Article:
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Oral Arguments Set For Man In Online Suicide Case

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William Melchert-Dinkel

William Melchert-Dinkel (AP Photo/Robb Long)

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MINNEAPOLIS (AP) — Once a week, Deborah Chevalier makes the short trip from her home in Canada to the cemetery where her daughter is buried, tenderly clears the snow from her grave and sits down to remember.

It’s a way to stay close to her Nadia, who drowned herself in 2008, believing she had entered into a suicide pact with a female nurse online. But prosecutors say Nadia Kajouji was actually communicating with William Melchert-Dinkel, a Minnesota man and former nurse who had no intention of killing himself but enjoyed preying on depressed people, telling police he did it for the “thrill of the chase.”

Melchert-Dinkel, 48, of Faribault, has been charged with two counts of aiding suicide, each carrying a maximum sentence of 15 years in prison.

On Thursday, he told a southern Minnesota judge that he wanted to keep his not guilty plea but accepted evidence gathered in the case and waived his right to a jury trial. Rice County District Court Judge Thomas Neuville said he would decide Melchert-Dinkel’s guilt or innocence based on evidence submitted by prosecutors and the defense.

Neuville took into evidence a binder containing 10 compact discs and 958 pages of police reports, transcripts, copies of e-mails and other computer evidence. He said he’ll hear oral arguments from both sides at a hearing next week, then he’ll have 20 days to make his decision.

Thursday’s development included a slight change in legal tactics: Melchert-Dinkel will now be able to appeal any conviction as well as make appeals on pretrial issues. Neuville said attorneys told him before the hearing that Melchert-Dinkel wanted that option.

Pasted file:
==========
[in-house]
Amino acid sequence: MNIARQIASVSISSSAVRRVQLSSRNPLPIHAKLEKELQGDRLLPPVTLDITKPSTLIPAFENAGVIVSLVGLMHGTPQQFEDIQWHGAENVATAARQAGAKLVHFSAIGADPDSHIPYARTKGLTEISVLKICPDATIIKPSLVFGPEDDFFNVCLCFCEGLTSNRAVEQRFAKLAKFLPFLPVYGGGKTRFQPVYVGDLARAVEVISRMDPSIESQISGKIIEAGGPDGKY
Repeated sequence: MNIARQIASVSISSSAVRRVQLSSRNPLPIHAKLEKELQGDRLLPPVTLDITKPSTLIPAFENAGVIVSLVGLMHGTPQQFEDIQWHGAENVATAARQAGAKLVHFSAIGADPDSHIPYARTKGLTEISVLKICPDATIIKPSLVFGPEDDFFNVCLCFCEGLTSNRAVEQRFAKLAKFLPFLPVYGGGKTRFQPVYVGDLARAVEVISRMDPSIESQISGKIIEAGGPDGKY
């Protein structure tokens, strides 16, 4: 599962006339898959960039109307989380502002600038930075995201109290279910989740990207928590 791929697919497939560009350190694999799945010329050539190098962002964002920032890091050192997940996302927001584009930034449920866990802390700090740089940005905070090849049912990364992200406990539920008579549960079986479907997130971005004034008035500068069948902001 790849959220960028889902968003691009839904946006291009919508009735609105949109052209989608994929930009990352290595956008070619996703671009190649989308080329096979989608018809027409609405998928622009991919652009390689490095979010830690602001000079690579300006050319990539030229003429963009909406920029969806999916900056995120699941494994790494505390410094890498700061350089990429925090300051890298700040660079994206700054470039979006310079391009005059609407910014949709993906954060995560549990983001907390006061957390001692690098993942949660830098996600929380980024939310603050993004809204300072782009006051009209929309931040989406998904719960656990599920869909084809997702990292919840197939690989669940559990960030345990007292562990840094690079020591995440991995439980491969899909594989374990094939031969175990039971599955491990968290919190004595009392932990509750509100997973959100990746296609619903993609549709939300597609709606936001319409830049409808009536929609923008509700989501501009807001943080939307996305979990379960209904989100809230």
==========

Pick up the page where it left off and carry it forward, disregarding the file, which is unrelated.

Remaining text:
The defense has argued that the online activities were protected speech, the victims were predisposed to suicide and Melchert-Dinkel’s comments were not a factor in their deaths. It also claims Minnesota doesn’t have proper jurisdiction to hear the case because the suicide victims lived in other countries.

After the hearing, Melchert-Dinkel’s attorney said his client was “taking a leap of faith” that a judge would decide in Melchert-Dinkel’s favor.

“While there isn’t a dispute as to the facts themselves, the dispute comes into the interpretation of the facts, and whether there is a nexus to say that a crime occurred,” Melchert-Dinkel’s attorney Terry Watkins said after the hearing. He said he expects a not guilty verdict.

Rice County Attorney Paul Beaumaster said he believes Melchert-Dinkel violated state laws against aiding suicide.

Chevalier said even if Melchert-Dinkel is convicted, it will not be enough for the man she believes pushed her daughter over the edge.

“I do not believe that any punishment they will put on him will be what he deserves,” she said.

Prosecutors say Melchert-Dinkel was obsessed with suicide and hanging and sought out potential victims on the Internet. When he found them, prosecutors say, he posed in chat rooms and in e-mails as a woman, using names like “Li dao,” “Cami,” or “falcon girl.” He feigned compassion and offered step-by-step instructions on how they could kill themselves.